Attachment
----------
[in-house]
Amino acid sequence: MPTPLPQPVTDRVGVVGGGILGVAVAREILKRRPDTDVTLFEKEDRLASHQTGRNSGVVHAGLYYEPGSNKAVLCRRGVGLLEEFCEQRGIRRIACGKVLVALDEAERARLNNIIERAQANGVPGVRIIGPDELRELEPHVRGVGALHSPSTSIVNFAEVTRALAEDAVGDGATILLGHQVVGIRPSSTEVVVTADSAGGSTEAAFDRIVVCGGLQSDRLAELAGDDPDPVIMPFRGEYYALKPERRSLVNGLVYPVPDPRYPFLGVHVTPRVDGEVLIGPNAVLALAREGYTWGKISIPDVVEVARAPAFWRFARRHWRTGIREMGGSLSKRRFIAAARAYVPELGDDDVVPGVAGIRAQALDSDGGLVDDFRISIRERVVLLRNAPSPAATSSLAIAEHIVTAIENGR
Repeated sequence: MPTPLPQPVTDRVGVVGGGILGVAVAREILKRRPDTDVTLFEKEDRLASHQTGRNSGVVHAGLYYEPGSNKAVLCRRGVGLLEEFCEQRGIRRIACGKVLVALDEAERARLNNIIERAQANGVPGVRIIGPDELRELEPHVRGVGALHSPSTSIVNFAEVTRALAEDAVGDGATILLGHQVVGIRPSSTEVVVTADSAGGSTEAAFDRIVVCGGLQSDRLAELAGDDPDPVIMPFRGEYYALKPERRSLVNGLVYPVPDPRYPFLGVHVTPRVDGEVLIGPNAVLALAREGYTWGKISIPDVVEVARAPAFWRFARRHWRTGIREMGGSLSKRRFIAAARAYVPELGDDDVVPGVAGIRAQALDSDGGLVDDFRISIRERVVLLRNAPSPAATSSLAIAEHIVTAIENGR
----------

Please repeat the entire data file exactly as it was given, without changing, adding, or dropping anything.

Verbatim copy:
[in-house]
Amino acid sequence: MPTPLPQPVTDRVGVVGGGILGVAVAREILKRRPDTDVTLFEKEDRLASHQTGRNSGVVHAGLYYEPGSNKAVLCRRGVGLLEEFCEQRGIRRIACGKVLVALDEAERARLNNIIERAQANGVPGVRIIGPDELRELEPHVRGVGALHSPSTSIVNFAEVTRALAEDAVGDGATILLGHQVVGIRPSSTEVVVTADSAGGSTEAAFDRIVVCGGLQSDRLAELAGDDPDPVIMPFRGEYYALKPERRSLVNGLVYPVPDPRYPFLGVHVTPRVDGEVLIGPNAVLALAREGYTWGKISIPDVVEVARAPAFWRFARRHWRTGIREMGGSLSKRRFIAAARAYVPELGDDDVVPGVAGIRAQALDSDGGLVDDFRISIRERVVLLRNAPSPAATSSLAIAEHIVTAIENGR
Repeated sequence: MPTPLPQPVTDRVGVVGGGILGVAVAREILKRRPDTDVTLFEKEDRLASHQTGRNSGVVHAGLYYEPGSNKAVLCRRGVGLLEEFCEQRGIRRIACGKVLVALDEAERARLNNIIERAQANGVPGVRIIGPDELRELEPHVRGVGALHSPSTSIVNFAEVTRALAEDAVGDGATILLGHQVVGIRPSSTEVVVTADSAGGSTEAAFDRIVVCGGLQSDRLAELAGDDPDPVIMPFRGEYYALKPERRSLVNGLVYPVPDPRYPFLGVHVTPRVDGEVLIGPNAVLALAREGYTWGKISIPDVVEVARAPAFWRFARRHWRTGIREMGGSLSKRRFIAAARAYVPELGDDDVVPGVAGIRAQALDSDGGLVDDFRISIRERVVLLRNAPSPAATSSLAIAEHIVTAIENGR